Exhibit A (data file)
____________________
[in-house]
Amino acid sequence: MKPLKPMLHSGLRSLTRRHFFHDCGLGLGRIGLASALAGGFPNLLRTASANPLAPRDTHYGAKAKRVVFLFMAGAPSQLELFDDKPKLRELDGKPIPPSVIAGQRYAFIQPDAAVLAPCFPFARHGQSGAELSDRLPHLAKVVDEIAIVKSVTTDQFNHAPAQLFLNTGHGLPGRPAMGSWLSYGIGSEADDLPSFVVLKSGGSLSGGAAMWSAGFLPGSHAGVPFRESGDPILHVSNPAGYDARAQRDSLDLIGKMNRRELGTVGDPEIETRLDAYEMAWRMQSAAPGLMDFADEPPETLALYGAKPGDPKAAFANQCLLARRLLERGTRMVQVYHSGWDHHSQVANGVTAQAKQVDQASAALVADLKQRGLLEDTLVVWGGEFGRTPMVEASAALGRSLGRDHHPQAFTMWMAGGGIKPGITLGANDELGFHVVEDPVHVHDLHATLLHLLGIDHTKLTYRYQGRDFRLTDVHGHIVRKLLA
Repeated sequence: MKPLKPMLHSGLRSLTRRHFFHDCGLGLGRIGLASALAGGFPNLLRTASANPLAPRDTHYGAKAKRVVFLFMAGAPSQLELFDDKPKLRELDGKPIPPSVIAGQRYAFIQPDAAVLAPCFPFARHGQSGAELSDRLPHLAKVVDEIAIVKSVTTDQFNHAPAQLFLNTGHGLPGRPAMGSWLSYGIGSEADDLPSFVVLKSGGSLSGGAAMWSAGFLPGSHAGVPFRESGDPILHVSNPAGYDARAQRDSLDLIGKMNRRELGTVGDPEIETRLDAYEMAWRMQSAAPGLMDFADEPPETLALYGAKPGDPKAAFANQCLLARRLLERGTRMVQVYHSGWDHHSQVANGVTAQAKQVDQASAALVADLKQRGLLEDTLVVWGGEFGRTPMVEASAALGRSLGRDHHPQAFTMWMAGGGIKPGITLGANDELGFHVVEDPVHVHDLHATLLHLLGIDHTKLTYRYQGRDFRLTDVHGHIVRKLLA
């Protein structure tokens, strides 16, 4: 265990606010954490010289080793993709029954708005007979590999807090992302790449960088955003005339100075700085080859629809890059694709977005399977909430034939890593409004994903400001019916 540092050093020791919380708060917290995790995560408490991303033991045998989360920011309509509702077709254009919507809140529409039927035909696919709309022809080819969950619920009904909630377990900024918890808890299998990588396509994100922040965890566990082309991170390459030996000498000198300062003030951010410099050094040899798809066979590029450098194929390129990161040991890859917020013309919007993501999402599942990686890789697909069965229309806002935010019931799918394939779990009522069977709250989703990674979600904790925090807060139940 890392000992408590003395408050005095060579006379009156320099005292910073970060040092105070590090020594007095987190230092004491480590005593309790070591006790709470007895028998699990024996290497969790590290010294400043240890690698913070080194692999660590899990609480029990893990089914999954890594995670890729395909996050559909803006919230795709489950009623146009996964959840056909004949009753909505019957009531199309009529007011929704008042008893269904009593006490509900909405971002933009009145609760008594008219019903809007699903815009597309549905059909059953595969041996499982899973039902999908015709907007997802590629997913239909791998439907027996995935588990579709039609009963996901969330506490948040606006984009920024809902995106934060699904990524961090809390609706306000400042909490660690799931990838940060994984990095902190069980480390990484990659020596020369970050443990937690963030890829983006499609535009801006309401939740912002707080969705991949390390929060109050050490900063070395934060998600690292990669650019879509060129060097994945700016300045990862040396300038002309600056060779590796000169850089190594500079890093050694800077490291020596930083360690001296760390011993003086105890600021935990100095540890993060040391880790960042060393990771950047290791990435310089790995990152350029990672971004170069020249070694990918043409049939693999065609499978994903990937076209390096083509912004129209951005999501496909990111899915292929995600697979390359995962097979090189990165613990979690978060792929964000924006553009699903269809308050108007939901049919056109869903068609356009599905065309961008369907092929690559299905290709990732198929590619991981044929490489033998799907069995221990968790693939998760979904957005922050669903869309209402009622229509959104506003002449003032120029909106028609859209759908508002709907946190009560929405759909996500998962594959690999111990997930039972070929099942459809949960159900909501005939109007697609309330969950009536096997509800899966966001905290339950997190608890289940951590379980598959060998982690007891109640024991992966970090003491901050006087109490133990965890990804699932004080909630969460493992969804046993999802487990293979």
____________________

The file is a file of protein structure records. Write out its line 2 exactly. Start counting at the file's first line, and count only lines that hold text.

Amino acid sequence: MKPLKPMLHSGLRSLTRRHFFHDCGLGLGRIGLASALAGGFPNLLRTASANPLAPRDTHYGAKAKRVVFLFMAGAPSQLELFDDKPKLRELDGKPIPPSVIAGQRYAFIQPDAAVLAPCFPFARHGQSGAELSDRLPHLAKVVDEIAIVKSVTTDQFNHAPAQLFLNTGHGLPGRPAMGSWLSYGIGSEADDLPSFVVLKSGGSLSGGAAMWSAGFLPGSHAGVPFRESGDPILHVSNPAGYDARAQRDSLDLIGKMNRRELGTVGDPEIETRLDAYEMAWRMQSAAPGLMDFADEPPETLALYGAKPGDPKAAFANQCLLARRLLERGTRMVQVYHSGWDHHSQVANGVTAQAKQVDQASAALVADLKQRGLLEDTLVVWGGEFGRTPMVEASAALGRSLGRDHHPQAFTMWMAGGGIKPGITLGANDELGFHVVEDPVHVHDLHATLLHLLGIDHTKLTYRYQGRDFRLTDVHGHIVRKLLA